Fatah and PA President Mahmoud Abbas have recognized that Israel and Israelis have the right to live and coexist next to a free, independent, and prosperous Palestinian state. I support this vision. I do not support the vision of Hamas. I do not support a group calling for my death.
This ceasefire allows us to stop and think. It allows us to listen and discuss. It allows us to gain a broader understanding of the sides engaged in it. It allows us to be insightful not inciteful with our words.
After the ceasefire was announced, I attended a screening of “The Green Prince,” which won the Sundance Film Festival’s Audience Award. The description of the documentary on Sundance’s website states:
A Palestinian in Ramallah, Mosab Hassan Yousef grows up angry and ready to fight Israel. Arrested for smuggling guns at the age of 17, he’s interrogated by the Shin Bet, Israel’s security service, and sent to prison. But shocked by Hamas’s ruthless tactics in the prison and the organization’s escalating campaign of suicide bombings outside, Mosab agrees to spy for Israel. For him, there is no greater shame. For his Shin Bet handler, Gonen, there is no greater prize: “operating” the oldest son of a founding member of Hamas.”
I recognize that this documentary shares a different perspective. It tells a story through the lens of a documentarian. But more so, for the sold out theatre of Washingtonians at our Jewish Community Center, it allows us to witness what the people of Israel experience. The threats. The suicide bombings. The rockets. The mortars. The lies. It is through this lens of a documentarian rather than the filter of mass media.
Many Washingtonians and many Americans have traveled to Israel, but visiting doesn’t allow us to find the full appreciation for what living under the sirens actually does to one’s psyche. I’ve heard stories of friends’ grandparents who are too frail to get to the bunker in 15 seconds. I have heard stories of brave fathers’ who were hospitalized for putting their body between the rockets and their families (not as human shields to protect weapons but to protect their children and wives). And I have mourned for the 69 Israelis lost – including the four year old boy Daniel Tragerman, who loved to dance – and a fellow American and New Jersey-ian who was found dead today in the forest (NOTE – my parents and brother live in the town right next to Lakewood, NJ).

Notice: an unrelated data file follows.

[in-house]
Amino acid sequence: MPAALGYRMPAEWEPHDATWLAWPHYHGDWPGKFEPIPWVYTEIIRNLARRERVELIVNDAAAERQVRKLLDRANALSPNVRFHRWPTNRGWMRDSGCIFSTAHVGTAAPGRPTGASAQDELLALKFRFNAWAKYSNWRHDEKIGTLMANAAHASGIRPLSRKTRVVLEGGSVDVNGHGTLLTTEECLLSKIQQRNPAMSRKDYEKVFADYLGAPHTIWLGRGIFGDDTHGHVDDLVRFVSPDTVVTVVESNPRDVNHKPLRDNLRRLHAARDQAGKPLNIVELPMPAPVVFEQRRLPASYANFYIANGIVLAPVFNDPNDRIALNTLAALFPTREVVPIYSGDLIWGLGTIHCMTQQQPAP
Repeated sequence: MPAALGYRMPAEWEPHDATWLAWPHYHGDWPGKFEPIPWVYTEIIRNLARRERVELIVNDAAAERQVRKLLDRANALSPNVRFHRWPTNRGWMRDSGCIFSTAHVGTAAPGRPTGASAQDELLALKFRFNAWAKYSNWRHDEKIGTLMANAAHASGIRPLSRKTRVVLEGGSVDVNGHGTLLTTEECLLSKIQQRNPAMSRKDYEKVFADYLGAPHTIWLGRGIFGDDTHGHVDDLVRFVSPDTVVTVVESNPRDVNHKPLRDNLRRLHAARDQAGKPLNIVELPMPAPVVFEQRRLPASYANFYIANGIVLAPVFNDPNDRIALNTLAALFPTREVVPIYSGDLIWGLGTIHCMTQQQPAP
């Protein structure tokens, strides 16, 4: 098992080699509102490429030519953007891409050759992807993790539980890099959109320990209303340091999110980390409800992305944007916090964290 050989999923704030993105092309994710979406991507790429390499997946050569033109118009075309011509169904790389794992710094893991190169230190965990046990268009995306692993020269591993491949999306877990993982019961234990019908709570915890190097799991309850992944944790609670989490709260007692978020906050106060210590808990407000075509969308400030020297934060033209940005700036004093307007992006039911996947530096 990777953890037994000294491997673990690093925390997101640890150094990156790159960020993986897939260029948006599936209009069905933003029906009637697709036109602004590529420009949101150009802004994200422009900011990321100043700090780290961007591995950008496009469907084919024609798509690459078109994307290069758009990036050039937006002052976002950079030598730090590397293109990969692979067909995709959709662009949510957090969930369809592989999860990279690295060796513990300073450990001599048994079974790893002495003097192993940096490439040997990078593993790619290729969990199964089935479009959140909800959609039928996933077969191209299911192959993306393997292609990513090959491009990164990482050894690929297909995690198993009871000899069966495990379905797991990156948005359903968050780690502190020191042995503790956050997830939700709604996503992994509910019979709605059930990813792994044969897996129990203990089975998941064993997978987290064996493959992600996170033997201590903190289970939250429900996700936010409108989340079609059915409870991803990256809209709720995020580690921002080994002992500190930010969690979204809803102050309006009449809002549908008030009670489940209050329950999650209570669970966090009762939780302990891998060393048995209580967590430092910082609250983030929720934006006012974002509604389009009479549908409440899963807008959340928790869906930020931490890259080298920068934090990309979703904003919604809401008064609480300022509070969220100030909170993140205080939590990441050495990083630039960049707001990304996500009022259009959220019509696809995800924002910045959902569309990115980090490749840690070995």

Earlier today I received a notice on my iPhone. Seven months ago, I filed a complaint on Facebook for them to take down a page entitled “The Truth About the Jews.” It was a page of hate, propaganda, and anti-Semitism. The page was dedicated to “Jewish ritual murder.” As a Jew and as an individual who then was working for B’nai B’rith International, the Global Voice of the Jewish Community, I found this page horrifying in more ways than one.
On January 28, 2014, when I submitted the request to have the page taken down, I was told that it was free speech and Facebook would not remove the page. I knew it was hate speech, not free speech; and I filed a second complaint for them to review it again. Seven months later, on the day (August 28, 2014), I received the update that Facebook has revised their decision. They removed the page from Facebook and the largest social media network in the world had one less page of hate.
My “extension” of the Israel-Hamas Ceasefire is to everyone that reads this blog to stop, think, consider, and then type.
In a couple months, I will be making a presentation at an American based university on Hasbara 2.0. I’ll be presenting on a simple idea, based on this extension of the ceasefire – an extension of not firing hateful messages. The topic of my talk will be on the “Bubbe and Boss Theory,” which asks all of those individuals behind the smart phone or laptop keyboards to consider what their grandmother or their employer would think if they read hate their grandson or grand-daughter wrote or their employee wrote.
Although I doubt many of those who are reading this blog are those that incite, I do hope that you do what you can to help educate and broaden the insights of those with hate in their heart or ignorance in their minds – so we all can learn to coexist and live in peace.
Salaam. Od yavo’ shalom aleinu.